The Environmental Protection Agency proposed tough new standards yesterday for particulate emission controls in diesel fueled cars and trucks, setting the stage for two classical battles: industry vs. regulator, and regulator vs. regulator.

The first battle already has begun. General Motors Corp President Elliott M. Estes responded to the new standards by saying that they could signal the end of domestic diesel car production because the technology to reach the new standards does not exist.

The second battle is just beginning, but is likely to be with us for some time: Does the government want clear air, or does it want to reduce energy demand? Calling for strict air pollution standards and therefore slowing development of diesel cars -- which have 25 to 30 percent greater fuel economy than their gasoline-powerer peers -- would deal a major blow to administration efforts to reduce gasoline usage and develop an independent energy policy.

The new EPA standards -- which were not unexpected -- proposed that maximum particulate emissions from 1981-model diesel cars be 0.6 gram a mile, dropping to 0.2 gram for 1983s and later model years.

General Motors' present dieselpowered Oldsmobile emits 0.78 to 1.02 grams a mile, while the Volkswagen Rabbit diesel emits 0.23 gram. The Mercedes diesel models presently emit from 0.45 to 0.83 gram a mile, according to EPA estimates.

In announcing the new proposed standards yesterday, EPA Administrator Douglas M. Costle said "diesel cars emit between 30 to 70 times as many particulates as catalyst-equipped gasoline-powered cars. The expected increase in diesel auto production during the next several years would add to the difficulty of cleaning up air polution in most cities."

The EPA believes that the auto industry has adequate time to develop the technology needed to meet the new standards, Costle said.

GM's Estes does not believe the technology will exist in time, however.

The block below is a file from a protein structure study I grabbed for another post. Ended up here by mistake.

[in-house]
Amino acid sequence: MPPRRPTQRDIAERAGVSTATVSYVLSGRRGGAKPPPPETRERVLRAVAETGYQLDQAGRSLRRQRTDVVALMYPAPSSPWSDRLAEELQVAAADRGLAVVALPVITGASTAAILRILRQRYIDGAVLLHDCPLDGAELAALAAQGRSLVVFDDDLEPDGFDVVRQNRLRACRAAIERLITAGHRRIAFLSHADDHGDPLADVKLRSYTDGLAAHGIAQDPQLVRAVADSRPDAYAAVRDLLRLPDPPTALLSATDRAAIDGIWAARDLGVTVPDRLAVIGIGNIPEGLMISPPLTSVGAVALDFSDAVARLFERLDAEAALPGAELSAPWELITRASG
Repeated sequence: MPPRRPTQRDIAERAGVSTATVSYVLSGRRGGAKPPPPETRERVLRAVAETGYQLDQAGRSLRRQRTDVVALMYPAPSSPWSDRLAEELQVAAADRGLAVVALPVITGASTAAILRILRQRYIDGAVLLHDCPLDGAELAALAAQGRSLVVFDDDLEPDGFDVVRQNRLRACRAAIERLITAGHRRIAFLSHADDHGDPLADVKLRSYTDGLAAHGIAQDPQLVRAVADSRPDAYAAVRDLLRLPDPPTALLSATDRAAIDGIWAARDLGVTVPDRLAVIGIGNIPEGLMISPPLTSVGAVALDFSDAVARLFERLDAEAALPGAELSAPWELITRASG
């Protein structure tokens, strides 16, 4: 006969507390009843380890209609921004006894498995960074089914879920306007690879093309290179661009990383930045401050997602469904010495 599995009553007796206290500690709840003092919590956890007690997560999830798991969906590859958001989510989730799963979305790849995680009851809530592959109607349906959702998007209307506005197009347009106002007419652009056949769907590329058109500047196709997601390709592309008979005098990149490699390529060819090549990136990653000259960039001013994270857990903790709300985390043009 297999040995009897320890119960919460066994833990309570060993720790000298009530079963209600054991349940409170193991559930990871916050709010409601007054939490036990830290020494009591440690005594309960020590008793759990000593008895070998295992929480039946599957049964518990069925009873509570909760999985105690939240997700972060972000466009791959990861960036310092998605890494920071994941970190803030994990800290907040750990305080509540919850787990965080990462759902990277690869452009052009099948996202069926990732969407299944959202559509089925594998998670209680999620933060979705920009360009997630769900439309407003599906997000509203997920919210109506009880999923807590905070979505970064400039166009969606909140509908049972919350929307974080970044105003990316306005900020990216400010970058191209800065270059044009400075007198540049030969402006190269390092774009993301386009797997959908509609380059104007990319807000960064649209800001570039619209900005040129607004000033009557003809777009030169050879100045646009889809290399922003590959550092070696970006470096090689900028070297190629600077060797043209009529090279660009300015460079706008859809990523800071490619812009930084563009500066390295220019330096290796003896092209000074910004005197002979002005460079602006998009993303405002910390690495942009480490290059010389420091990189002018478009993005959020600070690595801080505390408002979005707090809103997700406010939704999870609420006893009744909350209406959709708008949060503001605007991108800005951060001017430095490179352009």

"We feel (the new regulations) don't give us the flexibility we need to make fuel economy improvements and help meet the nation's energy conservation goals," Estes said yesterday.

"As it stands now, we will have considerable difficulty in meeting the proposed 1981 standard," he said. "This suggested standard can be meet with today's engines only for the smaller subcompact cars. For the larger engines needed for the larger cars where fuel economy gains are greatest, the standard will be difficult to meet."

A.B. Shuman of Mercedes was less bothered by the EPA proposed standards, however. "We're a little better off than GM," Shuman said. "Our cars, as well as Volkswagens, as they presently are, meet the 1981 standard."

But Shuman acknowledged that Mercedes can not yet meet the 1983 standard. "We are working toward it," he said, exuding the more positive attitude toward polution regulation that has been taken by foreign auto manufacturers.

Industry sources say GM's problems can be traced directly to engine size.

"GM has a 350-cubic-inch diesel that's twice the size of the largest diesel engine offered by Mercedes," said one industry source.

"As long as their engines are that large, they have a problem."

What particularly irks General Motors is the statement by the EPA that "these regulations will not be based on any potential carcinogenic aspect of diesel particulate."

"Particulates emitted from diesel cars are small in size and can penetrate deeply into the lungs," EPA's Costle said yesterday. "We are conducting health-effects research to determine if this polutant can cause cancer. However, the standards being proposed are not based on any such effect."

"Since the EPA indicates that the particulate standard is not being proposed for health reasons, we think that is just one more reason for having more realistic standards -- unless some conclusive evidence is developed that shows the diesel is a health hazard," GM's Estes responded.

As for the economic consequences of the proposed regulations, the EPA contends that the retail prices of diesel cars will increase about $130 for 1981 models and $285 for 1983 cars.

But, it adds, "That cost will be balanced in fuel cost savings." Diesel owners could expect a fuel cost reduction of $138 in 1981 and $165 in 1983, the EPA claims.